Pitaya (Pitahaya, Dragon Fruit)
Recommendations for Maintaining Postharvest Quality
Sergio Tonetto de Freitas, Ngoc T. Nham and Elizabeth J. Mitcham
Maturity & Quality
Maturity & Quality Photos
Temperature & Controlled Atmosphere
Red pitaya (Hylocereus undatus and H. polyrhizus) and yellow clones of H. undatus: 10ºC (50ºF)
Yellow pitaya (Selenicereus megalanthus): 6ºC (43ºF)
4 weeks, depending on growing location and maturity
41-79 ml CO2/kg.h at 20-23ºC (68-73ºF)
To calculate heat production, multiply ml CO2/kg•h by 440 to get Btu/ton/day or by 122 to get kcal/metric ton/day.
0.01-0.09 µl C2H4/kg•h during fruit growth and development. Ethylene production does not increase during fruit ripening. Based on the pattern of CO2 and C2H4 production, pitaya is a non-climacteric fruit.
Ripening changes in the fruit are independent of ethylene. Ethylene treatment has no effect on the initiation of fruit color development.
Modified atmosphere studies show that fruit harvested 30 days after flowering and stored in modified atmosphere bags with oxygen, transmission rate of 4 L m-2 day-1 for ~5 weeks at 10ºC (50ºF) had less dehydration and scale wilting, and better maintenance of fruit color with greener scales compared to fruit stored without bags at the same temperature. It is unknown how much benefit is due to a modified atmosphere as compared to the higher relative humidity within the bags. More mature fruit and storage at higher temperatures reduces the beneficial effects of modified atmospheres.
Temperature & Controlled Atmosphere Photos
DisordersPhysiological and Physical Disorders
Chilling injury. Chilling injury can develop at 5 or 6°C (41 or 43ºF), depending on the genus, harvest maturity and growing location. Early harvest increases fruit sensitivity to chilling injury. Chilling injury is characterized by flesh translucency, softening, wilting, darkening of scales, browning of the outer flesh and poor flavor.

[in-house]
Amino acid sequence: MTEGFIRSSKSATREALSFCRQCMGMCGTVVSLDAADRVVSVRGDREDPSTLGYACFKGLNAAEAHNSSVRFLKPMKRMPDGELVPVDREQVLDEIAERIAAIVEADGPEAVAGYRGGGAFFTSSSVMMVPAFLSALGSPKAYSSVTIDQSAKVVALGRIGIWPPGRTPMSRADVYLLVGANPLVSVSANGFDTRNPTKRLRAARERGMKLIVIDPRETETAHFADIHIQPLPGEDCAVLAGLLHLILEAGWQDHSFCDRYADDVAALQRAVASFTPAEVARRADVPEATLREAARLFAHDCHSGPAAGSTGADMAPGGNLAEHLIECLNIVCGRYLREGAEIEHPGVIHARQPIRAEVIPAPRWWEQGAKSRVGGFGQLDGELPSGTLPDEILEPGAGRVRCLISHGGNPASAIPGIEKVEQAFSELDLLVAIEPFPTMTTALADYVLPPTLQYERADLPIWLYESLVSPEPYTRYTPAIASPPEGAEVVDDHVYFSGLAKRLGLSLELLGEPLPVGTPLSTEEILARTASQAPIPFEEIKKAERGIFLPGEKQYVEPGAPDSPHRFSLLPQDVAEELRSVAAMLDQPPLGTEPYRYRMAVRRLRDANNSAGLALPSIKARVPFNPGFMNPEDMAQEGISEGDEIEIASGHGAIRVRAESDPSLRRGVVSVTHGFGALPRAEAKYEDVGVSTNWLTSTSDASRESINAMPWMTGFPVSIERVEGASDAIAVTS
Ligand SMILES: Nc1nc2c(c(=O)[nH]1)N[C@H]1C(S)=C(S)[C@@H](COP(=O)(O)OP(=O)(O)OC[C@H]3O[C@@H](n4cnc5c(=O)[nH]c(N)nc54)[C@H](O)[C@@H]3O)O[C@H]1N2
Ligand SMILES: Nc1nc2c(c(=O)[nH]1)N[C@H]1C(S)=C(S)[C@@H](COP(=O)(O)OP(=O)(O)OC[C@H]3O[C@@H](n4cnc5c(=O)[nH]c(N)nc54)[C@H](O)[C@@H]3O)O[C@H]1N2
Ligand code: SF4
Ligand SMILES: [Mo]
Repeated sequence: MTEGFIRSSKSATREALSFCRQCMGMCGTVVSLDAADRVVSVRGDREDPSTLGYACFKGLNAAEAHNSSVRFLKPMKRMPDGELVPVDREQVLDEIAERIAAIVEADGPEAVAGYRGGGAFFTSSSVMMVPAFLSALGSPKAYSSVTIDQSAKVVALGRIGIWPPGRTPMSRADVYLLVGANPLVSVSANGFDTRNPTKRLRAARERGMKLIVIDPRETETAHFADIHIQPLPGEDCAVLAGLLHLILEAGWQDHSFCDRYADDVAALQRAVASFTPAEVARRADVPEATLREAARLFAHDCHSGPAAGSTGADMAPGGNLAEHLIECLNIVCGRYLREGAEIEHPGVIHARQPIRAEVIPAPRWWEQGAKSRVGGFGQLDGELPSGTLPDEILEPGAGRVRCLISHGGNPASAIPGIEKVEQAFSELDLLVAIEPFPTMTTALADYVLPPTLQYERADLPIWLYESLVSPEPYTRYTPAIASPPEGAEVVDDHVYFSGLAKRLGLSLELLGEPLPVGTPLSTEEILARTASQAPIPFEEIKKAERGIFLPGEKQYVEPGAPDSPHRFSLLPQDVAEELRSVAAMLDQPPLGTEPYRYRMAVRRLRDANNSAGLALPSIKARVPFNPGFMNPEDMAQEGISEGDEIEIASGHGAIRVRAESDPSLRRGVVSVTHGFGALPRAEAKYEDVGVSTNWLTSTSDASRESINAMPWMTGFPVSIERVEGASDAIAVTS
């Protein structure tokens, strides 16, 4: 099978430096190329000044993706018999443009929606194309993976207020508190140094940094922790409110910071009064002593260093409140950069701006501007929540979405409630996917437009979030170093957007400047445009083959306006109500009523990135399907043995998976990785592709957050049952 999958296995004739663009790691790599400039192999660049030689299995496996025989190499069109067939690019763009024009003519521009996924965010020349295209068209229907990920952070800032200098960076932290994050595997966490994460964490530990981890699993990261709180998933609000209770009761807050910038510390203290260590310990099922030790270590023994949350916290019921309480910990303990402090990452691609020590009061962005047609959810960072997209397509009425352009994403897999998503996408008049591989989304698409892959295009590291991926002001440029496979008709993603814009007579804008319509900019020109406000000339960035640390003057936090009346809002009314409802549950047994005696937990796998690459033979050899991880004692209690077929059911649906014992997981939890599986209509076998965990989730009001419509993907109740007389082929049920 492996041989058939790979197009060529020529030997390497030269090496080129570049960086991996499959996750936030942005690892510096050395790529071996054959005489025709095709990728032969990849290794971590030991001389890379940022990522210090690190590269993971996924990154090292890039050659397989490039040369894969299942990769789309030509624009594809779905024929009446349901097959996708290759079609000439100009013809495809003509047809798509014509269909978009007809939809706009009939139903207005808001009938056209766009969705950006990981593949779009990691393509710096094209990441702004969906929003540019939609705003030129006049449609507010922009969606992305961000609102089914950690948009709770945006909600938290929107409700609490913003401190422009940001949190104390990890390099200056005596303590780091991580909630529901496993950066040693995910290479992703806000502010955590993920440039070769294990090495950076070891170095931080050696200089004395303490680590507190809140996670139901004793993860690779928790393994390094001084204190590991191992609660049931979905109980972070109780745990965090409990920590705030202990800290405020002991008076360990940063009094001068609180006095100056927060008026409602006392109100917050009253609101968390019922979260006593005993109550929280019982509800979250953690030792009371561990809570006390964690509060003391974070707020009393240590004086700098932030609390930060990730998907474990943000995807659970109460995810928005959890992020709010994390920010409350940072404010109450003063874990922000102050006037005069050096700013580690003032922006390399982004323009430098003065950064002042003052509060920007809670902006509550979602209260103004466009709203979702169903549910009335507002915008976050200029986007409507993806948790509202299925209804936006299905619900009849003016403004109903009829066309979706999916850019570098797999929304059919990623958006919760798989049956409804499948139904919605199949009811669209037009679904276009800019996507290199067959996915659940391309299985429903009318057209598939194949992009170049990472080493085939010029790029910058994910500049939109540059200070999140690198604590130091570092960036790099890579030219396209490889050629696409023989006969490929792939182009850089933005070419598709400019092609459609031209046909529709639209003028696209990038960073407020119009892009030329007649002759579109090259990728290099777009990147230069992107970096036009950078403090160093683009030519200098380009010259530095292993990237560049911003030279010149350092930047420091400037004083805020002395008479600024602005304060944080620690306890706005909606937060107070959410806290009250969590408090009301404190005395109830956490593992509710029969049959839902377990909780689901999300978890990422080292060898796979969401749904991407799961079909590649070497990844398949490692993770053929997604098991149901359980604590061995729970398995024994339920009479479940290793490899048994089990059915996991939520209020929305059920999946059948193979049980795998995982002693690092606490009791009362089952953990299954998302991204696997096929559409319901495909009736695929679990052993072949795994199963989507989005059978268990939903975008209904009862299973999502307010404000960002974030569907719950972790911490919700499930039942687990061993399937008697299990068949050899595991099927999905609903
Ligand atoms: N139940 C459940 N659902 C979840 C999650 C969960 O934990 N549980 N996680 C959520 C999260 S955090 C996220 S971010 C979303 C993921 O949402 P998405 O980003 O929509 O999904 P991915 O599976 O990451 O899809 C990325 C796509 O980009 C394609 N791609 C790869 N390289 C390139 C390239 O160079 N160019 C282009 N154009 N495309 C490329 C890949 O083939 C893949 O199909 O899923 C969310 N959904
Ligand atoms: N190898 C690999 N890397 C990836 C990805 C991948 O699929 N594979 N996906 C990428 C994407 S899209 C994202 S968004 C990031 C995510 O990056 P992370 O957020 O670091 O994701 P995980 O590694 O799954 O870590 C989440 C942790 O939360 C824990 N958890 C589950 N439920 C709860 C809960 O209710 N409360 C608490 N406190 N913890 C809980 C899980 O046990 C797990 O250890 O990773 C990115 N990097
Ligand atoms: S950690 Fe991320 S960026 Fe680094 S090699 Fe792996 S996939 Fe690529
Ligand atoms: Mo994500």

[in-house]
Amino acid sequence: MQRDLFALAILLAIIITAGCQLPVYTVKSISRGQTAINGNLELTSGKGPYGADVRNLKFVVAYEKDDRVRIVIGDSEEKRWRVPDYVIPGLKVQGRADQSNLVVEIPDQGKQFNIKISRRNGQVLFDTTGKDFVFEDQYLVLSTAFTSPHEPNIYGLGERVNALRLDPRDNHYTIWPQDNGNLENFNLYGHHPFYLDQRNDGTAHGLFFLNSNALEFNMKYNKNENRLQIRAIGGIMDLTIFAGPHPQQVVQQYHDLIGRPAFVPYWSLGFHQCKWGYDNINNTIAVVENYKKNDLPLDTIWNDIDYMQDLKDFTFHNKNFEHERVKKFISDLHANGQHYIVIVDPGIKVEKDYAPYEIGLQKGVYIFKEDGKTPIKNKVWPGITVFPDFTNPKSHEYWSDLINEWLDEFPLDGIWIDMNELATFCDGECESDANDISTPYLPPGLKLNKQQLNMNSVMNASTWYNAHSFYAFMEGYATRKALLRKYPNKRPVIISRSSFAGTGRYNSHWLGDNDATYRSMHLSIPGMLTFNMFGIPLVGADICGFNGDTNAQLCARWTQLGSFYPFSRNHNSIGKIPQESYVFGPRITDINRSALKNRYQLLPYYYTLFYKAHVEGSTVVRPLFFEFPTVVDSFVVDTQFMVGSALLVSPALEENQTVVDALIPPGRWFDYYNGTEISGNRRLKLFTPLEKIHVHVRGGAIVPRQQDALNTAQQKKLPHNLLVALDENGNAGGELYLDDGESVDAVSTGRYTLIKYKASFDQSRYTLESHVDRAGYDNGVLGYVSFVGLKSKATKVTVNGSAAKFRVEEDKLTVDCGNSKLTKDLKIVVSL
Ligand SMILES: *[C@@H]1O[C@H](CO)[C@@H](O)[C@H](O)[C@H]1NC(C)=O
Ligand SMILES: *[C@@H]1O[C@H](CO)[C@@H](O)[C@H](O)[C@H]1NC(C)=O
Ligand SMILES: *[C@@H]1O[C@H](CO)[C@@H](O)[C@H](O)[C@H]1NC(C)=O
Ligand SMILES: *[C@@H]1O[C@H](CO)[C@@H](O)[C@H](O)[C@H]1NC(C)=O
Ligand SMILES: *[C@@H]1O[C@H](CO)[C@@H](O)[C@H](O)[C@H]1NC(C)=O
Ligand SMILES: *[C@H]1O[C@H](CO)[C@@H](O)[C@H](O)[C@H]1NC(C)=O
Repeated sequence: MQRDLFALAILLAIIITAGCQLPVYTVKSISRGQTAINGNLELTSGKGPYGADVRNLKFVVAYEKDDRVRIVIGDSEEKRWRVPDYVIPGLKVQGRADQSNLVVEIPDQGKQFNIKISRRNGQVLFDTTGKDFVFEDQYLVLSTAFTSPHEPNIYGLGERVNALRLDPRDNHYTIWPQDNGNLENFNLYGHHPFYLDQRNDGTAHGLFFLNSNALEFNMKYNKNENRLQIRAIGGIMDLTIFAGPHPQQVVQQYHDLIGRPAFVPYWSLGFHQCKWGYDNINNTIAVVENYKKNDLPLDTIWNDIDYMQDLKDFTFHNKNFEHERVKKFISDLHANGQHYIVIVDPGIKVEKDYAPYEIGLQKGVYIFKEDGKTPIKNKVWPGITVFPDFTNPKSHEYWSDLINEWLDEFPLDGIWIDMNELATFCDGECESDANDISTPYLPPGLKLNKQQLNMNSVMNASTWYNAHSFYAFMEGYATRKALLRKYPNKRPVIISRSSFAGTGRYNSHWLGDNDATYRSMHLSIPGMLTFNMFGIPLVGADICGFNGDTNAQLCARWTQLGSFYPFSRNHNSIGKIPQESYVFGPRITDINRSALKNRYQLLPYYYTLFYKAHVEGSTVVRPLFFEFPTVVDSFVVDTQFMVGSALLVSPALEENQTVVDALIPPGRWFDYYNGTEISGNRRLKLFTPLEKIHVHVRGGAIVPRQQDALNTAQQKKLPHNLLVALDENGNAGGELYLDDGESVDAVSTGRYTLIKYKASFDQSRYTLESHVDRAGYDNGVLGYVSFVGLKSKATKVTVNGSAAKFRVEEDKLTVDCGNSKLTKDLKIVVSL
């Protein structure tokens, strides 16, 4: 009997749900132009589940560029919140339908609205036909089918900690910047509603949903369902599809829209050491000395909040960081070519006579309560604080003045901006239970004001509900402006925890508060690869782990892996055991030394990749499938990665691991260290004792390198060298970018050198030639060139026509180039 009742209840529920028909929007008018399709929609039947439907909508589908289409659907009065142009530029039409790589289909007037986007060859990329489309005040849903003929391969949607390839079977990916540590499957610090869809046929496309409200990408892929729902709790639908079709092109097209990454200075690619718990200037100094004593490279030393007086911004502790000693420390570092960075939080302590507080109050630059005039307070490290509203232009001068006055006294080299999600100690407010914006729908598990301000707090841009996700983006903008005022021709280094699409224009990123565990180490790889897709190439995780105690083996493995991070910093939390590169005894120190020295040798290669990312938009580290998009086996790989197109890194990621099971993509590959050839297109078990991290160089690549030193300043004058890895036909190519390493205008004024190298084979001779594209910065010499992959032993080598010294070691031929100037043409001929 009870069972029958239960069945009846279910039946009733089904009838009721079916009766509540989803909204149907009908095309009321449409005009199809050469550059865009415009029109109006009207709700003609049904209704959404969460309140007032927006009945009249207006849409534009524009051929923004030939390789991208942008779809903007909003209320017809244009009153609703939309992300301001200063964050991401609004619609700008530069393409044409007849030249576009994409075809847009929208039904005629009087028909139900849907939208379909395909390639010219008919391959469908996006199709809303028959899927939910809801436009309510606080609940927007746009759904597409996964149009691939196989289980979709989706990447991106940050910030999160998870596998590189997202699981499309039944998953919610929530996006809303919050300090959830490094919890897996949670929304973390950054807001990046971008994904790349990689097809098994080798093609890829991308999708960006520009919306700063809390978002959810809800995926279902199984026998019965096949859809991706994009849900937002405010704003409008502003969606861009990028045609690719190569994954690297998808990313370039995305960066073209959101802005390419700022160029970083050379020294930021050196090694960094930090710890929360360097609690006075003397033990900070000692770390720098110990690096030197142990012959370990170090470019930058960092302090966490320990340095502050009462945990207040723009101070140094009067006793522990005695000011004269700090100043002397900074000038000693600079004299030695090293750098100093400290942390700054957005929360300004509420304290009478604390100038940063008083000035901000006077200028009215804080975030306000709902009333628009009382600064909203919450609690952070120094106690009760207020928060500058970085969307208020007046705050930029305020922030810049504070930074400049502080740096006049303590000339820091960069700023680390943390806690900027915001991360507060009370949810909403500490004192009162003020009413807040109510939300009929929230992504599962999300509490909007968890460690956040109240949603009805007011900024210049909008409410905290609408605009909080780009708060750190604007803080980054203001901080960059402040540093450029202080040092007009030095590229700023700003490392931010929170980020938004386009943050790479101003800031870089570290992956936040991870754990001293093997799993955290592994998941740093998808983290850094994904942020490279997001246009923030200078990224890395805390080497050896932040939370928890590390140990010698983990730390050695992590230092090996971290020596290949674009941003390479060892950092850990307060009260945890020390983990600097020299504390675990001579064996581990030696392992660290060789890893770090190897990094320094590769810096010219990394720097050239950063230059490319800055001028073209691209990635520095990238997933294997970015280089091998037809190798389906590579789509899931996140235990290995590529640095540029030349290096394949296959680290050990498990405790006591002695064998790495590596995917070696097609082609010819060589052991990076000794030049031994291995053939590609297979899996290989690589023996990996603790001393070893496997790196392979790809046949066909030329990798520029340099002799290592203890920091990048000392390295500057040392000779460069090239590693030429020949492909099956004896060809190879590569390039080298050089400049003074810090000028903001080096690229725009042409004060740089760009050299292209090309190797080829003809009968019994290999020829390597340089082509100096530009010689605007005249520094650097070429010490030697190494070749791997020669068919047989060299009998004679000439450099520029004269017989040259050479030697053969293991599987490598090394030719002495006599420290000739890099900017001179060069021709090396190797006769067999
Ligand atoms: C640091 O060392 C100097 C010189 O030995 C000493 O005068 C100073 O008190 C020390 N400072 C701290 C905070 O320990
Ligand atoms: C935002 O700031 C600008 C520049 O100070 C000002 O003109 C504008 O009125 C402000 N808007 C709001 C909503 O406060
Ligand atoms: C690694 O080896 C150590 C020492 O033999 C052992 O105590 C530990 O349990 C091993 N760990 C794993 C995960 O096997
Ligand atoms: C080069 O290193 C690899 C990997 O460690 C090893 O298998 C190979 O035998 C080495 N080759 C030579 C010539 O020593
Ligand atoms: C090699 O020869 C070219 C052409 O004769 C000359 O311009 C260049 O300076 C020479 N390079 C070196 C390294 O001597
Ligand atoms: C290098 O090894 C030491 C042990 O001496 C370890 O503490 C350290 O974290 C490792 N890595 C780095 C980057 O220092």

Mechanical injury. Injury due to abrasion of the skin makes the fruit unsightly and increases the rate of water loss resulting in shriveling. Fruit should be handled carefully and packaged in protective containers to reduce abrasion and compression injury.
Water loss. Pitaya fruit are very susceptible to water loss. The rate of fruit weight loss per day is about 0.1% at 5ºC (41ºF), 0.3% at 10ºC (50ºF), and 2.6% at 20ºC (68ºF) for H. undatus. However, holding fruit inside perforated plastic bags to maintain higher RH around the fruit can reduce fruit weight loss per day to as low as 0.05% at 5 and 10ºC (41 and 50ºF). Water loss results in loss of saleable weight and unsightly shriveling.
Anthracnose. Caused by Colletotrichum gloeosporioides and appears as reddish-brown lesions on fruit which develop from chlorotic halos.
Control strategies include minimizing physical injuries during harvest and handling, and using good sanitation practices and good temperature management. As of 2011, no postharvest fungicides are approved by EU or US authorities for use on dragon fruit.
Quarantine Treatment. Hot air treatment to a core temperature of 46.5 ºC (116ºF) and holding for 20 minutes can be used for fruit fly disinfestations caused by Bactrocera spp.
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How to Cite
Author(s) names. Initial publication or update date (located at the top). Title. Link to the specific Produce Fact Sheet webpage (Accessed date)
Example: Cantwell, M. and T. Suslow. 2002. Lettuce, Crisphead: Recommendations for Maintaining Postharvest Quality.